Models of stress and coping propose that cognitive appraisals can mediate the relationship between stressor and adjustment (Lazarus & Folkman, 1984). Threat is already known to be associated with levels of peer-victimisation (Hunter et al., 2007), and reflects interpretation of a situation as negative and potentially catastrophic. Such cognitions overlap with depressogenic attributional styles (Abramson et al., 1978), but are situation specific. Hence, we sought to evaluate whether the effects of changes in levels of peer-victimisation upon depressive symptomatology were mediated via changes in threat appraisal. Here, 349 pupils (47.9% male), aged eight to 10 years at Time 1, completed measures of peer-victimisation, threat appraisal, and depressive symptomatology on two occasions (18 months apart). Residual change scores were calculated for change in levels of victimisation and threat appraisal. Mediational analyses (controlling for gender, age, and depressive symptoms at T1) indicated that the effect of peer-victimisation on depressive symptomatology was partially mediated by change in threat appraisals. This represented a significant indirect path, with 43% of the effect of peer-victimisation upon depressive symptomatology mediated via threat appraisals. These results highlight the importance of tackling perceptions that children hold regarding their peer-victimisation and its potential social and psychological consequences for them.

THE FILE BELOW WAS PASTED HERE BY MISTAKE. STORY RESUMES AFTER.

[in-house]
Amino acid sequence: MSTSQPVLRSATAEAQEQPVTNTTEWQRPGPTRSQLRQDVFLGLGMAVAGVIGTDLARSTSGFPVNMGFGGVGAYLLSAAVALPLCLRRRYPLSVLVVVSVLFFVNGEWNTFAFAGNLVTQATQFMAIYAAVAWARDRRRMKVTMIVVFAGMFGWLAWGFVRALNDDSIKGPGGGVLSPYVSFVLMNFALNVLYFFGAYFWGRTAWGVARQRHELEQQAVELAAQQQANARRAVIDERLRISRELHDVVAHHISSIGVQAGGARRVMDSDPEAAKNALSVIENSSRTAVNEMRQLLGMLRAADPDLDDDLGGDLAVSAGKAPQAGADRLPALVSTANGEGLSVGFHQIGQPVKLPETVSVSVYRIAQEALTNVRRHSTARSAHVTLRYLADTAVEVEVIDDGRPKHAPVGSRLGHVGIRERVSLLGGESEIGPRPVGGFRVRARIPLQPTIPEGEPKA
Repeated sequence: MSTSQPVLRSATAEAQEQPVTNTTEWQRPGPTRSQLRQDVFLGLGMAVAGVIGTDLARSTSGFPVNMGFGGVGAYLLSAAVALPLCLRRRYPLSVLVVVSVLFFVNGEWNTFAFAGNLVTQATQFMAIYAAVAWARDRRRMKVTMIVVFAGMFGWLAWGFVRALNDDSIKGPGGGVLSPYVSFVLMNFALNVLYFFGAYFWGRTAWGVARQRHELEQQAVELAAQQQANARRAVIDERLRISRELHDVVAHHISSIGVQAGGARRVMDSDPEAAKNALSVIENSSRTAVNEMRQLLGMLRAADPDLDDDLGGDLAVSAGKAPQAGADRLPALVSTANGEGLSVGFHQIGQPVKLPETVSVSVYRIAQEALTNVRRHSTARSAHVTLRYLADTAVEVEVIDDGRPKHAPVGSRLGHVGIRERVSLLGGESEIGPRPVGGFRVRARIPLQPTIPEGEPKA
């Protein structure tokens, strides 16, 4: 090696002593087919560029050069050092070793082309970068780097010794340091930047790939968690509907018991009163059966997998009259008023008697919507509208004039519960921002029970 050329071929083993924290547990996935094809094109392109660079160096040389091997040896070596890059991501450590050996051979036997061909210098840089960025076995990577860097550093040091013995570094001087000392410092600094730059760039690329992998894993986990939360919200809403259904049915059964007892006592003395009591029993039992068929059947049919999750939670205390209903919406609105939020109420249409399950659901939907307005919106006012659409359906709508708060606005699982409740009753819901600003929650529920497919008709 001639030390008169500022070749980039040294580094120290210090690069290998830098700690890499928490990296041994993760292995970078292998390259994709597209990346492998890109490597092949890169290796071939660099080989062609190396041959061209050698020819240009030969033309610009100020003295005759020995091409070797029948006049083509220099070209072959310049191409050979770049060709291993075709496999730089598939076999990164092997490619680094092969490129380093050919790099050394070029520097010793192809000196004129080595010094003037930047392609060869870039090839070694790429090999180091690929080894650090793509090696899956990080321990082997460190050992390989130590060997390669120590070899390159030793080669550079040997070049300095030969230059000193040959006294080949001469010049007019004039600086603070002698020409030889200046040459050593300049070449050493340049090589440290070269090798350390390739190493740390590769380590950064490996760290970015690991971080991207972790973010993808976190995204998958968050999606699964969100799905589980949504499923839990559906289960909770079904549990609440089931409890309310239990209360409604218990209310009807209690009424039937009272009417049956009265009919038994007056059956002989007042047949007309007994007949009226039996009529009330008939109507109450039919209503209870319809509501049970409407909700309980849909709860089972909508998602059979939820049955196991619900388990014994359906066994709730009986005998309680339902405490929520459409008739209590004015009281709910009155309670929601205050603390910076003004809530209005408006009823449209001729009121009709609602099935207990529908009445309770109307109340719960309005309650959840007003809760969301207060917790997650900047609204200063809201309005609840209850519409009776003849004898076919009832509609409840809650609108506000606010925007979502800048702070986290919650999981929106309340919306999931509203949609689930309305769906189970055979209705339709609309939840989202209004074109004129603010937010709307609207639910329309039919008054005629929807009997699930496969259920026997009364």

|Publication status||Published - 11 Sep 2009|